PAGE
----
We start with the last one. We don't have a number to give you, and we probably should stay out of specific numbers on IHS. But we have seen during fourth quarter a very tough situation on components, not only on microcontrollers and advanced ICs, etc, from chip manufacturers, but we have also seen shortages of passive components here and there. Our team has been extremely good in mitigating the impact out of this and this is also seen in the outcome. We are coming out higher on the top line that we expected in the beginning of the quarter despite these shortages. These shortages will continue into 2021. That's a clear fact. And I think following the news here in this morning in Sweden, at least from OEMs coming out, this is mentioned in several locations that we see issues coming out of the supply chain.

We believe that we have so far been better than average, better than many or most to mitigate the impact. We hope to be able to mitigate these impacts also going forward. What we have done in some occasions is that we have been flexible in redesigning in other available components into our designs, got them qualified and validated so that we can ship products with a slight different version of the component into the product and thereby mitigating the impact and we will continue to seek those activities, but it will probably continue. That is what we are saying.

Agnieszka Vilela -- Nordea Bank -- Analyst

Perfect. Thank you.

Operator

Thank you. And the next question comes from Emmanuel Rosner from Deutsche Bank. Please ask your question. Your line is now open.

Edison Yu -- Deutsche Bank -- Analyst

Hey, it's Edison on for Emmanuel. First question, just wanted to go back to the Lidar. I realize that this is not a big deal necessary on the order book. But curious as to if you could provide more color around the OEM decision. Was it related to technology? Was it choosing different suppliers in Velodyne? Any sort of color on the underlying drivers for why they've switched the program. And then just a second question --

Jan Carlson -- Chairman, President, and Chief Executive Officer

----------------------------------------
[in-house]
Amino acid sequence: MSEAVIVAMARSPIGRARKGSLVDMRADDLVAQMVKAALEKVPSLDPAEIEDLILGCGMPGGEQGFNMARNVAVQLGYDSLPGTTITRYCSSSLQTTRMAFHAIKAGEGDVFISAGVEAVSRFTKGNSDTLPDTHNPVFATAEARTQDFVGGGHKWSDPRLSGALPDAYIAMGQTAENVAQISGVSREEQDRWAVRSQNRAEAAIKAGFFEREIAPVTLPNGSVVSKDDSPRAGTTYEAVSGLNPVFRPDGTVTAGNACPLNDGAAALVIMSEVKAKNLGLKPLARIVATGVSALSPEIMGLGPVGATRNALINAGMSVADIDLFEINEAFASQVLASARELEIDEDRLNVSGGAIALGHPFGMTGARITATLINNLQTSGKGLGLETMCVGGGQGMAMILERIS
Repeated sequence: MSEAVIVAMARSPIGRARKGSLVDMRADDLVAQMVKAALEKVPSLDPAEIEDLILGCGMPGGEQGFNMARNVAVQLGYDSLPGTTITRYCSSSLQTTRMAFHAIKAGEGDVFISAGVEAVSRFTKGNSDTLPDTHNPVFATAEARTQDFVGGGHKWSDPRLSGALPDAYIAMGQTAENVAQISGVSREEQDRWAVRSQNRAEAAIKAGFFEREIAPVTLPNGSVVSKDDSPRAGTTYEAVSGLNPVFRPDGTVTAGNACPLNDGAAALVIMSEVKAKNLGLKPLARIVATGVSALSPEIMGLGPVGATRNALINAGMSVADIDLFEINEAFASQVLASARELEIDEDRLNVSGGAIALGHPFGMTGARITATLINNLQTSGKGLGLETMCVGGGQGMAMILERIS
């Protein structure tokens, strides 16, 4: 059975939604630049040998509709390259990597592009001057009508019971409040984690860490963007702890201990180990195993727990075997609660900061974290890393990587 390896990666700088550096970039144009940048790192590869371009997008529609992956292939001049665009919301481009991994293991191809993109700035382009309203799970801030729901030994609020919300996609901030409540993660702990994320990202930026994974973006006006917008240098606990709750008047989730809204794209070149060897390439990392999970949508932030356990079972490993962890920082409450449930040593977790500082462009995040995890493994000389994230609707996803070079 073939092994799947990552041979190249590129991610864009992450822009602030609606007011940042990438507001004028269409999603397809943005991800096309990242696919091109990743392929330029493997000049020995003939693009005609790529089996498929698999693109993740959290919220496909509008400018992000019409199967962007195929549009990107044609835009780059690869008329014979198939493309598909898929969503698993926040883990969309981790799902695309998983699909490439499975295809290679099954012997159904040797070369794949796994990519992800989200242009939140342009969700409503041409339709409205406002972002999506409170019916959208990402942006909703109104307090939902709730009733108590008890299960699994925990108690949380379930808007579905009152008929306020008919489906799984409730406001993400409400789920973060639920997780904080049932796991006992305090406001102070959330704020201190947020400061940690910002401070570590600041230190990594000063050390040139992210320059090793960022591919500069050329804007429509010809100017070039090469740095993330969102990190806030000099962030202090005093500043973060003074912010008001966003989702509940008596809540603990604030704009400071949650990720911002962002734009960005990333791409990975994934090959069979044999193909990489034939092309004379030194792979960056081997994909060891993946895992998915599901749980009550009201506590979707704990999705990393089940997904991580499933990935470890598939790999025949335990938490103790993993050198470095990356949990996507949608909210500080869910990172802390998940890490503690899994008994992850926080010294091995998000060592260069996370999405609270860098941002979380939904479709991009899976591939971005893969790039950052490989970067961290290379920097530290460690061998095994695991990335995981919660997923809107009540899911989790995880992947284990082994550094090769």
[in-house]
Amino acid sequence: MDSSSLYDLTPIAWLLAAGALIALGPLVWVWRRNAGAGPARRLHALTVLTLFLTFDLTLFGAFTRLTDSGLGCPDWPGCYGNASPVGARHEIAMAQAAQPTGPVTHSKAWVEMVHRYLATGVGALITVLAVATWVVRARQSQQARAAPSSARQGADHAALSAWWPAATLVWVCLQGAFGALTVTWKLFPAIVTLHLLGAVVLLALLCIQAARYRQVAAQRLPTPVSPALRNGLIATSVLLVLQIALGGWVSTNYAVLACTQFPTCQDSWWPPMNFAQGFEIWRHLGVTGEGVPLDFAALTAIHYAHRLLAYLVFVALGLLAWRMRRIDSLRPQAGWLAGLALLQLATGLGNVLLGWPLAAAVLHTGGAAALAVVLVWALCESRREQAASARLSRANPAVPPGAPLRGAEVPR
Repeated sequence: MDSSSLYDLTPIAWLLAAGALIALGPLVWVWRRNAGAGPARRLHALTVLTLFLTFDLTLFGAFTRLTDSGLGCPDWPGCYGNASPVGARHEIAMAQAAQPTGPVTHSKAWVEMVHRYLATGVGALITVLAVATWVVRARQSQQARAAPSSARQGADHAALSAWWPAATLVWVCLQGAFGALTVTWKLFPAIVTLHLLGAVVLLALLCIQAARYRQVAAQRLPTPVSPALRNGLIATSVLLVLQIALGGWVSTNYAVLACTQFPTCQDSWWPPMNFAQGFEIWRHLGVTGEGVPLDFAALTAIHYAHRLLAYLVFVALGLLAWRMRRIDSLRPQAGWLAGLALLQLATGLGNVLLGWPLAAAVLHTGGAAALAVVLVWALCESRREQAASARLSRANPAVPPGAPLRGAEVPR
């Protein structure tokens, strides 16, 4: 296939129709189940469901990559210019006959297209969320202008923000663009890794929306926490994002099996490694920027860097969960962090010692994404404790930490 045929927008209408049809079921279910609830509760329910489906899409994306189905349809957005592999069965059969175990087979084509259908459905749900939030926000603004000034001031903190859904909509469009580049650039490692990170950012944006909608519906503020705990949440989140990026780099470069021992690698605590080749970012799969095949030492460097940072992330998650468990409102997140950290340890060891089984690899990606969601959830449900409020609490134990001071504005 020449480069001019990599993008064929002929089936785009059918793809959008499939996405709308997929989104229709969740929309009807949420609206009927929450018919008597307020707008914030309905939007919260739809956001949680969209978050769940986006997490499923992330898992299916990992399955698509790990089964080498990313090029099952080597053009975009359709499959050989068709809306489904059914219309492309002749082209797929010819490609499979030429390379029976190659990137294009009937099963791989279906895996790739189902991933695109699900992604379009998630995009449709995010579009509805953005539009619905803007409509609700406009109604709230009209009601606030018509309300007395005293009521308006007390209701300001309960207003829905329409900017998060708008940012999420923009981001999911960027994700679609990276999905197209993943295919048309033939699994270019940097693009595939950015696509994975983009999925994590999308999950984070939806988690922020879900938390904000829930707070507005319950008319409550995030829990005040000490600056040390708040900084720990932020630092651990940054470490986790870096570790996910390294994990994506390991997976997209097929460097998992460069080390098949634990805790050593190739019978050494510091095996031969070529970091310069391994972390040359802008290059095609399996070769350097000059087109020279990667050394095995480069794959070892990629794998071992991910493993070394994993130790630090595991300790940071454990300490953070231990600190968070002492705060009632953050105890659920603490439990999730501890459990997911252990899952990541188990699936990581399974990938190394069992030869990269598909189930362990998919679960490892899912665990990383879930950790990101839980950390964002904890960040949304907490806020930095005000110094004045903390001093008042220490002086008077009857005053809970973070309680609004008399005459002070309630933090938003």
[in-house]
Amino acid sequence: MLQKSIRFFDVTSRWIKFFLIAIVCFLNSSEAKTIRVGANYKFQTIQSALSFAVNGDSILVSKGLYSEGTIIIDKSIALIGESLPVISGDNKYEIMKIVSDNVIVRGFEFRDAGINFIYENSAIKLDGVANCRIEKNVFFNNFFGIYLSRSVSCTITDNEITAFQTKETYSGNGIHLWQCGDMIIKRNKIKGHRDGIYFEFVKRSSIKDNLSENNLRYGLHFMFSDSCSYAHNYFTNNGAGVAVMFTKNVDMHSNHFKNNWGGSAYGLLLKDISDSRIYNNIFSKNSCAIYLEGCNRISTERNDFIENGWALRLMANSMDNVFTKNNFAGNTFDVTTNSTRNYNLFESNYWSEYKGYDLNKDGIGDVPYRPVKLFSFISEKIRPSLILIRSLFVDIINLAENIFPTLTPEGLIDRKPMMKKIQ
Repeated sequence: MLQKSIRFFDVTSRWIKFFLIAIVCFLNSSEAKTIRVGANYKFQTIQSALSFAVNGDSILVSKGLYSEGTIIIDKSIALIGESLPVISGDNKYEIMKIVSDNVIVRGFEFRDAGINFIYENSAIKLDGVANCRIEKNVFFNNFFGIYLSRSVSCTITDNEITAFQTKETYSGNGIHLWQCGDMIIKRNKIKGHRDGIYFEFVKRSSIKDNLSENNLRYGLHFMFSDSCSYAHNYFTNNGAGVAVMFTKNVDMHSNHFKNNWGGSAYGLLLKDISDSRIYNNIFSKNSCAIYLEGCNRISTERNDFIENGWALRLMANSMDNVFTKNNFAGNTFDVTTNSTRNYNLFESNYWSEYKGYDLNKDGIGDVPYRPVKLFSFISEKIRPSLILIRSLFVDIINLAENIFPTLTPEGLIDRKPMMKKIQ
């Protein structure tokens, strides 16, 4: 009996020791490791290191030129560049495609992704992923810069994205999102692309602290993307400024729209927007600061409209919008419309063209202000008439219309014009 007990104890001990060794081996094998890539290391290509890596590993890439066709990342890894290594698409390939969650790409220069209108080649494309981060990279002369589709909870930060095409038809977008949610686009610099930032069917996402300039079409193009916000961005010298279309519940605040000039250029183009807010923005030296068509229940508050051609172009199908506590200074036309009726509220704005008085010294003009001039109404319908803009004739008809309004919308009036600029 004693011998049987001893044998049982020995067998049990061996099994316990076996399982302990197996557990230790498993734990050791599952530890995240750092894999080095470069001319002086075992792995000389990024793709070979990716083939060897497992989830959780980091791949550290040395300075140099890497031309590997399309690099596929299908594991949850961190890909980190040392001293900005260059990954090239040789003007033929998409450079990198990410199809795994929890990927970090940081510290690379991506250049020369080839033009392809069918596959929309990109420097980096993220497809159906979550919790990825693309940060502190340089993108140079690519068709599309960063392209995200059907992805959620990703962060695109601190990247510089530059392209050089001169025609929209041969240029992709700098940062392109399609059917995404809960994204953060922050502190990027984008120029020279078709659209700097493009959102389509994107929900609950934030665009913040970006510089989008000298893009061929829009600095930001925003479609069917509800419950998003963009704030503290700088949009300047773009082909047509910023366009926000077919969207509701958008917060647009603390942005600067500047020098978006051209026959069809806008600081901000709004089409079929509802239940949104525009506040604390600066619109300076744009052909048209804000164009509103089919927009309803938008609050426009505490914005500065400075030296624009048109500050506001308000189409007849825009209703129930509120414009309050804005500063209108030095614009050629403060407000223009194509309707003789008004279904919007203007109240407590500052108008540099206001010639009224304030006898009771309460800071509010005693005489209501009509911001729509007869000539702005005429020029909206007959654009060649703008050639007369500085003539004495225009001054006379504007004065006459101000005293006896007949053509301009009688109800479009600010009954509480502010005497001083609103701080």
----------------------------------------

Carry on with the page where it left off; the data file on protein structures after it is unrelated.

Sorry. Go ahead.

Edison Yu -- Deutsche Bank -- Analyst

Okay. Second question on the system orders, you provided the 55% number as a percentage of Active Safety. Can you maybe provide some context how that number has trended over-time over the last few years?

Jan Carlson -- Chairman, President, and Chief Executive Officer

Yeah. Okay, I can start with the first one here on the technology side. I think this is an application that is very demanding and has been very demanding and has been very showing -- including very specific items and specific requirements that has been very demanding over-time. I think the project has been ongoing, as we said, since we got the business in 2017 and 2018. And at the end of the day, with all the evolutions that is coming out and all the options, taking into account also a bigger picture on this project, I think the customer here have come to a conclusion to pick another technology. I think the technology is such, I'm not the guy to comment on our partner's technology and so forth. We are still having this cooperation, and we will still seek other opportunities out of that, together with probably other opportunities as well. But for this application, the customer picked another one due to the more specific requirements that was very demanding. And I don't know the true or the real underlying reason for it. I should stay out of those comments, but that is the fact that led to the decision.